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Promoting the Study of the Philosophy of Epicurus

Bylert Utrecht Heraclitus Democritus

Must I Believe “XXX” That Epicurus Said?

In the Epicurean Philosophy Facebook Group we often run into questions such as “Must I believe XXX that Epicurus said?”  Here’s an example:  “Must every position held by Epicurus originally stay the same today? For instance, are we obliged to believe in gods (albeit deist ones)? I am an atheist personally, but otherwise find my views overall almost identical.”

To people who ask questions like this, here is my answer:

You can believe anything you want to believe. The only thing that **must** occur to you is death. The decision to believe or not believe anything less than the existence of death – which happens to you regardless of whether you believe it or not – comes down to Vatican Saying71. …. “What will happen to me if that which this desire seeks is achieved, and what if it is not?”” In other words, “What will happen to me if I believe this, and what will happen if I don’t?

The same thought process, tweaked slightly, turns into this: “What will happen to me if I disregard anything that Epicurus held to be important?”  This is often asked in regard to controversial or unpopular Epicurean positions such as the existence of “gods,” or the non-existence of absolute justice, or the dangers that arise from living too simply (see Vatican Saying 63).

In the case of Epicurean “gods,” regardless of whether “gods” exist in the way Epicurus discussed them, we know that Epicurus concluded that “gods” don’t concern themselves with us, and are not to be feared.  But other issues remain.  What happens to our overall goal of happy living if we ignore the conclusion, or if we ignore Epicurus’ reasoning and assert positions to be proven fact without considering Epicurus’ evidence and reasoning?

Epicurus set up a very elaborate structure, including both specific observations and logical reasoning based on those observations, to support his assertions about the nature of the universe in which we live.  Among these were Epicurus’ assertions that life exists throughout the universe, and that life exists on scales of perfection from low to high, and not just here on Earth.  If you are confident that Epicurus was wrong to think that any of these observations or arguments are relevant to you, then by all means ignore them.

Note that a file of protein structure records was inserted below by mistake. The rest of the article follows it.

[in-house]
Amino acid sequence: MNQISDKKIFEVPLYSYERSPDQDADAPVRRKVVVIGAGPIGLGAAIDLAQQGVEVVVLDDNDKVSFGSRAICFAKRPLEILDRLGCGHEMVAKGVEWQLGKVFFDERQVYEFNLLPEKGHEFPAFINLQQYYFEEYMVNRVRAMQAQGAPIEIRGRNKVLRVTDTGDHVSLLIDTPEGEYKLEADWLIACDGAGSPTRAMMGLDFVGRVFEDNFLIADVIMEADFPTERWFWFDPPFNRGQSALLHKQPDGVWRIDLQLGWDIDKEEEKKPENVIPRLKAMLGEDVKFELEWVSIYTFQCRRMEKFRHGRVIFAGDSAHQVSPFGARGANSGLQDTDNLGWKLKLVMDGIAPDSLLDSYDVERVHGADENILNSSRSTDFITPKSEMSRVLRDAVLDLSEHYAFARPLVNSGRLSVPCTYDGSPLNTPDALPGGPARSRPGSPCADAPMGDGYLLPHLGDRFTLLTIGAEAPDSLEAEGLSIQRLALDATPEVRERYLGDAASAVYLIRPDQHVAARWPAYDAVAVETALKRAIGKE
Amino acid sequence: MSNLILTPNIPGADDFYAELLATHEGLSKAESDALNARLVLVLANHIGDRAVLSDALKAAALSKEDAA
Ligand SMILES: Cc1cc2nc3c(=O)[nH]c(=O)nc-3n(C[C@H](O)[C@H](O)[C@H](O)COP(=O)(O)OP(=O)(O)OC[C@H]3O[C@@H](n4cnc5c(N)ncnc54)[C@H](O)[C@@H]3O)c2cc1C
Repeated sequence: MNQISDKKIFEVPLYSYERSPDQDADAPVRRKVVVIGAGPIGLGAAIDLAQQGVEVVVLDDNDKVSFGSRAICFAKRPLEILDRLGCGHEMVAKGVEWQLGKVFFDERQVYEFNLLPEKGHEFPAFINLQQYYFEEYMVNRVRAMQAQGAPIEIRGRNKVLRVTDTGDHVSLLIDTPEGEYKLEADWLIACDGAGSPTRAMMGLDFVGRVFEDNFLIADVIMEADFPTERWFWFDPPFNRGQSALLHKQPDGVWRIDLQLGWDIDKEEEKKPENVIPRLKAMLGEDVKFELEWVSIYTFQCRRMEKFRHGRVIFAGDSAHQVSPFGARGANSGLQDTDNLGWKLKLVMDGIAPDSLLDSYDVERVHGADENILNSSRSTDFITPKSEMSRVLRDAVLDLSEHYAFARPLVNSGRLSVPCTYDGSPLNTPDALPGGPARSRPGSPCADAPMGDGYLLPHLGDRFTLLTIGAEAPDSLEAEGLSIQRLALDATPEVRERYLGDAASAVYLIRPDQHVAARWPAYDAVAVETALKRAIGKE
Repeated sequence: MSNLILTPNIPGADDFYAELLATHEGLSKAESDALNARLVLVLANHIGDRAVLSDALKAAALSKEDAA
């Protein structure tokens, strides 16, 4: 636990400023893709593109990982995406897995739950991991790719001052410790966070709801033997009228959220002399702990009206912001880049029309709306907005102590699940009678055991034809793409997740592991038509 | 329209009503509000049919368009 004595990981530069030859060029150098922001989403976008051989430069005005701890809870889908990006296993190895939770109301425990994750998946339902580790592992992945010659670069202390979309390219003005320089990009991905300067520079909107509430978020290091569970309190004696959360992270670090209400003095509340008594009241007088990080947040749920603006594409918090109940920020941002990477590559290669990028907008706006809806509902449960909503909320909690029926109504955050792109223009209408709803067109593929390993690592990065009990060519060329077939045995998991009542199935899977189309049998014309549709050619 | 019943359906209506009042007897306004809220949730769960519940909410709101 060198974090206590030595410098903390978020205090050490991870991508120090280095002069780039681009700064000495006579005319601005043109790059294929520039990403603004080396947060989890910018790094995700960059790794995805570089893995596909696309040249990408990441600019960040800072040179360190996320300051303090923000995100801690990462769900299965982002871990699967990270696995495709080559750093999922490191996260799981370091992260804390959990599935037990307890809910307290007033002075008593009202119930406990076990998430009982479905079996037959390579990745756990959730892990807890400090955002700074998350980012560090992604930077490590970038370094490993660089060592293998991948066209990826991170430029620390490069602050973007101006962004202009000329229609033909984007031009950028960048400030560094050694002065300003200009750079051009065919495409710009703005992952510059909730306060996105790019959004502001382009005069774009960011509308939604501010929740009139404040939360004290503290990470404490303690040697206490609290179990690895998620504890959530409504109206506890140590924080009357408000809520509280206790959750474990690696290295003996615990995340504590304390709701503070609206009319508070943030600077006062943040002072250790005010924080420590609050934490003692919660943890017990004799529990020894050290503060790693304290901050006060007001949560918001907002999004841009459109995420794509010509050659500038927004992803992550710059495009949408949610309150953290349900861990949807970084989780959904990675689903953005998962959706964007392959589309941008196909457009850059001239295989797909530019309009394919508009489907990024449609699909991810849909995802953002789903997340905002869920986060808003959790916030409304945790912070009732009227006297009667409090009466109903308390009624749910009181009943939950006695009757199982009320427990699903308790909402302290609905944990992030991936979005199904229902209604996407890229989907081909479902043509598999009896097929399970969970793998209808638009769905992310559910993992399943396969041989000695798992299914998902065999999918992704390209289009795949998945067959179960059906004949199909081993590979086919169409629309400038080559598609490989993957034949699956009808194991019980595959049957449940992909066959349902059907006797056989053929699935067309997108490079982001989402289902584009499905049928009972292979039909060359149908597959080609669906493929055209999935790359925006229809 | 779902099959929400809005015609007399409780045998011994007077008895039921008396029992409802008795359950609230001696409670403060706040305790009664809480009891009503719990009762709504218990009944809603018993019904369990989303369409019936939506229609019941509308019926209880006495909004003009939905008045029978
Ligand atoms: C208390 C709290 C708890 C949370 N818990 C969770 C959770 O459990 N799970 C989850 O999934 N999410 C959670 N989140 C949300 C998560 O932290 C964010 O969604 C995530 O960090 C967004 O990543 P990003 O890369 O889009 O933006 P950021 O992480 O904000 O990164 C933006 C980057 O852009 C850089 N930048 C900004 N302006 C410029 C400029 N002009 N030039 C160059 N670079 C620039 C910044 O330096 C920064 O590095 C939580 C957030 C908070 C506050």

But you ignore Epicurus at your peril.  Perhaps you are not like most people, and you personally never devote a second to worrying about gods.  Even so, it is not possible for you to isolate yourself from the rest of the world.  No matter what you think personally, just like Epicurus did, you yourself live in a world filled with other people who are going to take actions that will dramatically impact your life, based on what they believe. If you choose to ignore the common culture and religious feeling around you, you do so at your peril, as many people in the Middle East have found out for ages and are continuing to find out today.

Regardless of the self-contradiction, many people buy the dominant cultural view that “eclecticism” is the one true path.  One of our friends remarked in a recent discussion that eclectic = confused,” and in my view he is exactly correct.  One of the most important benefits of studying Epicurus is that you begin to see how important it is to have a comprehensive system that takes into account physics, religion, ethics, history, love, sex, friendship, and the entire spectrum of human experience.